It has occurred to me, since I’ve been on my fasting quest, I should probably read the 5:2 diet book. I just read some articles and kinda went with it.

I know there are supposed to be health benefits aswell as weight loss, such as more energy, good for your digestive system to have a break, etc. But I’m going to actually read the book for full details. I’ll review it at end of post.

All in all I’m really happy with the plan so far. I’m finding it easier to fast and easier to eat smaller portions without thinking about it. For example, I was in a fried chicken restaurant at the weekend – and for my main meal was served 3 chicken pieces and coleslaw (I’d also had four chicken wings) – couldn’t finish it! I think I would have before. I’m also naturally not eating as many carbs at night on non fast days.

Fast Day 6 – Achieved (think I’ve mastered the fast day now so going to stop with Achieve/Fail)

Breakfast: 2 white coffee’s with sugar. Approx. Calories 72.

Lunch: 15 g of applewood cheese (in individual small size for easy diet snacking), a babybel and an apple. Chopped this up as a salad. Approx. 212 calories.

Dinner: Spanish fish & bean stew. Approx. 250 calories.

Total calories: 532

Definitely getting easier to do, not so much when your Auntie Maureen visits with a box of Krispy Kreme doughnuts, mind you. Today I even went to the gym – since I had a baby sitter – thanks Auntie Mo! Also planning on one of those donuts tomorrow with my coffee. 😋

Fast Day 7

Breakfast: 3 coffee’s & milk. Approx. 60 calories.

Lunch: Cajun King Prawn Salad. Approx. 167 calories.

Dinner: Homemade Nando’s chicken with peppers,onions and cauliflower rice (Tesco do frozen sachets you can microwave). 246 calories.

Total: 473

Fast Day 8

Breakfast: 3 white coffee’s. Approx. 60 calories.

Lunch: Lentil soup with bacon and oatcake. Approx. 266 calories.

Dinner: Jerk Chicken Salad. Approx. 220 calories.

Total: 546

Fast Day 9

Breakfast: 3 white coffee. 60 calories.

Lunch: poached egg on toast with a sprinkle of bacon (about a quarter of a rasher). Approx. 276 calories.

Dinner: Cajun Salmon salad. Approx. 226

Total: 562

****

So, I have been doing intermittent fasting (or 5:2) for 4 weeks now. Last week I was happy to do it forever, this week I’ve been struggling. Since my last weigh in 2 weeks ago I’ve lost 4 lbs so in total I’ve lost 10 lbs since doing the diet. I have been doing cardio 3 times a week and making good food choices (with a few sins – namely burgers) on non-fast days.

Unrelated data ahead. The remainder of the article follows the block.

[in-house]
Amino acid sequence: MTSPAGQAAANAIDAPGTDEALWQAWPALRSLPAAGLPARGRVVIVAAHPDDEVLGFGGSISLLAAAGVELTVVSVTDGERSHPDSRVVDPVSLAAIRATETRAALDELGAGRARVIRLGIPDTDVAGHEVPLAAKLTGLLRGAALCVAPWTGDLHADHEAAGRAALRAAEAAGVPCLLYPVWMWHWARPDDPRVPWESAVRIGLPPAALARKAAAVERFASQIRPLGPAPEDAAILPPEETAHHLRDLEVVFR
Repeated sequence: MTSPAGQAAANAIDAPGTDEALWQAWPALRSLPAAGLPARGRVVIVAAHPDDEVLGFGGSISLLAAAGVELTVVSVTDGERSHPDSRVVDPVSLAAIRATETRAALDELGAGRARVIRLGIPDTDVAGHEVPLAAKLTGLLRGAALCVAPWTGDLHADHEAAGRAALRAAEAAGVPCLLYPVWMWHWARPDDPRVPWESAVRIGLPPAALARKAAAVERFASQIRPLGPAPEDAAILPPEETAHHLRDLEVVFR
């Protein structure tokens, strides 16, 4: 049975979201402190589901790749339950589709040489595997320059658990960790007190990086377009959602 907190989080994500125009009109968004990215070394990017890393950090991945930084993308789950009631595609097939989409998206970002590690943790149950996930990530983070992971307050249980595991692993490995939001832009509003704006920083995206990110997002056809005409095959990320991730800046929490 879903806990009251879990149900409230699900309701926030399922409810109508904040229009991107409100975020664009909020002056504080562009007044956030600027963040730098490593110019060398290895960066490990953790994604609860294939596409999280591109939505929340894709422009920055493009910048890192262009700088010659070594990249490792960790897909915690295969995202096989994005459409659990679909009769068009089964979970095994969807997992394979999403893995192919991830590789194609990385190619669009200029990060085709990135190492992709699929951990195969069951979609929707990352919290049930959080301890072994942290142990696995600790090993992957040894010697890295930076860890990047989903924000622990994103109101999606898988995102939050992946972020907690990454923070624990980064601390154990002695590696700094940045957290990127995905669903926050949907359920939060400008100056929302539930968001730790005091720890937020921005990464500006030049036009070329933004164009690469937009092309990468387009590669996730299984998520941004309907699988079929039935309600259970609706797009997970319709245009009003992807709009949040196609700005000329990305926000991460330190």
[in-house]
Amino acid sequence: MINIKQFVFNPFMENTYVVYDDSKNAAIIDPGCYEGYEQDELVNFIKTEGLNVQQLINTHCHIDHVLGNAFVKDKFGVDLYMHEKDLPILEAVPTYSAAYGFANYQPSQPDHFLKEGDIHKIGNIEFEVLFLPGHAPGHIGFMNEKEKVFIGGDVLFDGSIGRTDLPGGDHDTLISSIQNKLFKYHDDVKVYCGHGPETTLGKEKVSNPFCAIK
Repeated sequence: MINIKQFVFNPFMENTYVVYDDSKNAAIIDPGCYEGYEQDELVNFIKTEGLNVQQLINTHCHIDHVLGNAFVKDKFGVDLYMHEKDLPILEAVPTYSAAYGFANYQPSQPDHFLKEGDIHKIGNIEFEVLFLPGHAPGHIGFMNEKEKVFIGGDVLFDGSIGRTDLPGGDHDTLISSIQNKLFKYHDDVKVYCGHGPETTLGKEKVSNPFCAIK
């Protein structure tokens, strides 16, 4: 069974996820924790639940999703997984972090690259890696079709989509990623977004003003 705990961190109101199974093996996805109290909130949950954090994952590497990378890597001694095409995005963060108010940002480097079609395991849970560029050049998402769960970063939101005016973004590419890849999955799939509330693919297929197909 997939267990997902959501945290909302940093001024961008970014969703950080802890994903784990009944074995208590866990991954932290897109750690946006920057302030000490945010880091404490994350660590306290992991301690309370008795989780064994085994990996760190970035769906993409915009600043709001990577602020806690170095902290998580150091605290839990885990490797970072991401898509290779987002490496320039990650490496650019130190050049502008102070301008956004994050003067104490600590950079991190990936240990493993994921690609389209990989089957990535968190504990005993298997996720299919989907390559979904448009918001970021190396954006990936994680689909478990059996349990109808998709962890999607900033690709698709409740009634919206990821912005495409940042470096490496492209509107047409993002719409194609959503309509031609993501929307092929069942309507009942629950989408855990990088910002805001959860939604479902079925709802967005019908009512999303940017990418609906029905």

It works. I think this diet is good for you. I think it can be difficult sometimes, but I got a great sense of achievement after completing a fast day, and as there were only 2 a week, it was easy to manage. Prior to doing this diet – I seriously did not think I would be able to do it.

Whether I will fast religiously in future, I don’t think so. I think I may do it to maintain weight loss, or maybe reconfigure my fast days to 3 days and eat 800 calories on those days. I also didn’t stick to the 500 rigidly – I gave myself wiggle room between 400 – 600.

Pros:

1. Makes you aware of how much you normally over eat. Resets your attitude to food.

2. Naturally trains your body to need less food.

3. Forces you to make better food choices.

4. When practiced regularly, claims to help prevent cancer, diabetes, brain degeneration and aging in general.

5. Sustainable, as you can indulge on non fast days.

6. Simple. It’s easy to do.

7. You can eat carbs.

8. Flexible, you don’t have to do it forever, you can use as a maintenance tool. You can choose your fast days to suit your life.

9. It works.

Cons

1. You can’t eat as much on fast days and may be hungry.

2. You need to plan your meals on fast days, otherwise its easy to fail, as I found out on my first week.

3. Not advisable for people with high blood pressure.

All in all I’d rate it a 9/10. It has made me think that the national RDA figures may be grossly misleading in general. I normally don’t eat 2000 a day but I don’t think I should for my body size and lifestyle.

I have also realised I often eat the calories I burn. I monitor my calories in and out, and often justify eating what I’ve burnt. ‘Lightbulb’ – think this may be a contributor to my gradual weight gain in the last 10 years. ‘No S*** Sherlock’ you may think!

Once you realise your food behaviours, its obvious how you’ve gradually put on the weight over the years.

Regarding, the book, it was interesting – but you don’t need to read it to do the diet. I got a bit bored half way through and haven’t finished it yet. I know – I’m bad.

All the doctrine (I’ve read so far) makes sense though. In conclusion, I would recommend the method, and will use it in the future as a tool when I need to manage my weight. Signing out.